Nonetheless, I was adamant to get cracking and get my story on the UN Monitoring report over to my editor at 5 Pillarz as promised.
False information of the UN’s Monitoring report
Muslim politicians of Kenya have yet again distanced themselves from another UN Monitoring report accusing mosques in the country of having links with Al Shabab. This time the UN report has accused the newly opened Riyadha Mosque of being a financial donor for the Somali jihadi group. Riyadha’s mosque committee have said that the content of the report is “doubtful, baseless and a statement of false information by the enemies of Islam to tarnish its name”.
Speaking at the opening ceremony of the new mosque in Majengo, former Minister of Tourism Najib Balala, who was one of the Muslim leaders that funded the Riyadha Mosque project, described how Kenyan detectives investigated him and other Muslim leaders who were mentioned in a previous report to the “terrorist” organization in Somalia. He said: “The investigation department has investigated, and has concluded that there is no evidence linking us to the UN Monitoring report’s claims, so I am wondering where they are getting this false information from?”
Mr Balala urged Muslims to ignore the report and move forward in extending their helping hands to the less fortunate in the community, especially during the month of Ramadan. He highlighted the importance of having “accomplished the mission,” referring to the completion of the mosque which began in 2007 before it was halted by the UN Monitoring report.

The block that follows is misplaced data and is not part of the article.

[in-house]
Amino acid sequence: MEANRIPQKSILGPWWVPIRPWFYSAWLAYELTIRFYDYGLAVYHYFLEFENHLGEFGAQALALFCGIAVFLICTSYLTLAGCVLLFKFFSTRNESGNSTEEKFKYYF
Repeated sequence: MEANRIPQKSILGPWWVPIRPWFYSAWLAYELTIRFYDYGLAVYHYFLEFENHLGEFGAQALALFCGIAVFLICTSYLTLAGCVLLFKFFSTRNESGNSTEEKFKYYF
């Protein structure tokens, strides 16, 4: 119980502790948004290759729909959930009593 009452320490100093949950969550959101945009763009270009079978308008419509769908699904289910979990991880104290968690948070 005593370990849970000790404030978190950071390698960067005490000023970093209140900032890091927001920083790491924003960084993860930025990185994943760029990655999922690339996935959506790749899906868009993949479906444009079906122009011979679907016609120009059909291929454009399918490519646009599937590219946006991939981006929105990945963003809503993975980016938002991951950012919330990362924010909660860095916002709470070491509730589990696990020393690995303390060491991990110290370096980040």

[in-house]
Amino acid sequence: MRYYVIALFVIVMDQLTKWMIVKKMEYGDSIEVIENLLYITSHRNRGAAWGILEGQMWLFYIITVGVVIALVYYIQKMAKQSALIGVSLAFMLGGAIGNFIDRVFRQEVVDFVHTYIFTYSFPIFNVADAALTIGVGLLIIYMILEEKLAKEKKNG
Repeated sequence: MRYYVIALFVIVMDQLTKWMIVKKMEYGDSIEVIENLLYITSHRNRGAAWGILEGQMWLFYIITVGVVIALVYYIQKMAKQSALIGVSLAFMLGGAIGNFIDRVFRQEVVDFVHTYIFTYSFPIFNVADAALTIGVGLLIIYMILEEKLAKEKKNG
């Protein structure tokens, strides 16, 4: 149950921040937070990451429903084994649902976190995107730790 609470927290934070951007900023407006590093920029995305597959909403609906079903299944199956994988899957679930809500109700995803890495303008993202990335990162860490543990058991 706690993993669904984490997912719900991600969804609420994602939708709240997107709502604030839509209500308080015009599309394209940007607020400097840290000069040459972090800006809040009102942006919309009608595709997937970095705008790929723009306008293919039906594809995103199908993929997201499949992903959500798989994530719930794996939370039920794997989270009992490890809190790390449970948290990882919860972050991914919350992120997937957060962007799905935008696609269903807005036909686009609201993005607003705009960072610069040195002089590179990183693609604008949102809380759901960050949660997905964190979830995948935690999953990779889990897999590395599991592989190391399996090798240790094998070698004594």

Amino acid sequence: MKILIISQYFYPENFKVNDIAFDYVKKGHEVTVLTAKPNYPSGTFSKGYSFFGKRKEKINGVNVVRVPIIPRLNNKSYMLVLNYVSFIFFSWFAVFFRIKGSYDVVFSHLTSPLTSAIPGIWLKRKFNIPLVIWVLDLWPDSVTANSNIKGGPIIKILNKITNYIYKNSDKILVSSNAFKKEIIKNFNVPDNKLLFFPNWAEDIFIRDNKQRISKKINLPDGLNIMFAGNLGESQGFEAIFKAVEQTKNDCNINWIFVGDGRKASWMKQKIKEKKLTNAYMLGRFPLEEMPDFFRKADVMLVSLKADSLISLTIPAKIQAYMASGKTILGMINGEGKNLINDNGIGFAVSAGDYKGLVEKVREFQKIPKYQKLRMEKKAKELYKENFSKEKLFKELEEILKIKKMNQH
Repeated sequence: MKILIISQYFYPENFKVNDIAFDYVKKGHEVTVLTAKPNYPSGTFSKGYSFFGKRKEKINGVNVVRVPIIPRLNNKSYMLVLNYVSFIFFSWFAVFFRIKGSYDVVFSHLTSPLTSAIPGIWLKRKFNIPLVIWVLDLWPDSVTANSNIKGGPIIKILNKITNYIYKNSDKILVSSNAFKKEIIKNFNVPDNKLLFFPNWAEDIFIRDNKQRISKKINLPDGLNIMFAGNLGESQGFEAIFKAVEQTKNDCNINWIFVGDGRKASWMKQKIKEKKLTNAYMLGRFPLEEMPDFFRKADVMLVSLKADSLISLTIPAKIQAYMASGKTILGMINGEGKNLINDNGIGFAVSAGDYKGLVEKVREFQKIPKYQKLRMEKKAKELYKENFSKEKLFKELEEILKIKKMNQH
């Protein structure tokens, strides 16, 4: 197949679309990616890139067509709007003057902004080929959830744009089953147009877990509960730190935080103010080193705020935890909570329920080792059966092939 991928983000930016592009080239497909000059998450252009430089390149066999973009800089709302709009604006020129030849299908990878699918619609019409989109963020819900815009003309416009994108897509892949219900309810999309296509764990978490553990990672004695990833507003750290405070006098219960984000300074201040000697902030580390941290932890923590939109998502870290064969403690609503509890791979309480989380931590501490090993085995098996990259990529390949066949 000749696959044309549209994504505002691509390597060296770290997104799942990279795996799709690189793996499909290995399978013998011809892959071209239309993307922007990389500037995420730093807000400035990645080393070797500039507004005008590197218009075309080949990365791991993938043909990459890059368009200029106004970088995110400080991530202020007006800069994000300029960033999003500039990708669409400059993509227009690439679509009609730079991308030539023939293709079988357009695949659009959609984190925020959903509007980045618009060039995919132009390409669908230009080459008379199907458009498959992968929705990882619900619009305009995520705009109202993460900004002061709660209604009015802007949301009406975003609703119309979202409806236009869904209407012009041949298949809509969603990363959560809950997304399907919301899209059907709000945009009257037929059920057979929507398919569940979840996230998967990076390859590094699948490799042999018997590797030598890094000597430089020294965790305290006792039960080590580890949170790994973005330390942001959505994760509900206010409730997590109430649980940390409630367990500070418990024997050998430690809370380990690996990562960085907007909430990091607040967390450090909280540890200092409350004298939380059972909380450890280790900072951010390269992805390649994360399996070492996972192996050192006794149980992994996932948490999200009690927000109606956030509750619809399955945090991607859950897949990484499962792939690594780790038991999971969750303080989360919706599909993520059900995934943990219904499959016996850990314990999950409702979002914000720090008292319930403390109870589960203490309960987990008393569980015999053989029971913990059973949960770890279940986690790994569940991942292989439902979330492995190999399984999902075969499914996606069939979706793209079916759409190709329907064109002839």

On their part, Senators Billow Kerrow and Hassan Omar Hassan said the UN Monitoring Group in Somalia should be ignored because it has perfected the art of linking Kenyan Muslims to Al Shabab without any viable evidence.
The UN report claims that an employee of the Kenyan Parliamentary Service Commission, in this case a Muslim, has been at the forefront of recruiting jihadis to fight in Somalia.
The report also stated that the official members on the committee of Pumwani Mosque, allegedly financed terrorism and recruited fighters in Kenya through a separate entity called Al Hijra.
Senator Billow Kerrow read a part of the report in jummah prayers that claimed the mosque committee was “importing bomb making materials from China and storing it in the mosque premises, before being dispatched to Al Shabab fighters inside Somalia”. He requested the mosque administration to open all its stores to journalists to prove the lack of evidence in the UN Monitoring report.
The senators described the report as “bogus” because it was authored by “four or five” consultancies that sit in offices in Nairobi that do not want to lose the UN funding for survival, adding the report fell short of providing evidence on the official alleged role in the funding and recruitment of jihadists. Mr Kerrow said: “Throughout the report there is no evidence in regards to any links between Al Shabab and Riyadha Mosque.”